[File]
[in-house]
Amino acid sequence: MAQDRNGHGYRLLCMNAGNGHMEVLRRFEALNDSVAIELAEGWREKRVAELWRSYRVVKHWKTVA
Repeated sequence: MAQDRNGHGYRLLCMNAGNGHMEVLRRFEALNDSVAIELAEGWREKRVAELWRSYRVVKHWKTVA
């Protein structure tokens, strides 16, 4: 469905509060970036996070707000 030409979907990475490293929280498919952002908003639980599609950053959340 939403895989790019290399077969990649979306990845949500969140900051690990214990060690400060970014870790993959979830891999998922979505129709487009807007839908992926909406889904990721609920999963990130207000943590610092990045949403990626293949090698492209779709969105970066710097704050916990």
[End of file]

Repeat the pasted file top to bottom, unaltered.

[in-house]
Amino acid sequence: MAQDRNGHGYRLLCMNAGNGHMEVLRRFEALNDSVAIELAEGWREKRVAELWRSYRVVKHWKTVA
Repeated sequence: MAQDRNGHGYRLLCMNAGNGHMEVLRRFEALNDSVAIELAEGWREKRVAELWRSYRVVKHWKTVA
């Protein structure tokens, strides 16, 4: 469905509060970036996070707000 030409979907990475490293929280498919952002908003639980599609950053959340 939403895989790019290399077969990649979306990845949500969140900051690990214990060690400060970014870790993959979830891999998922979505129709487009807007839908992926909406889904990721609920999963990130207000943590610092990045949403990626293949090698492209779709969105970066710097704050916990």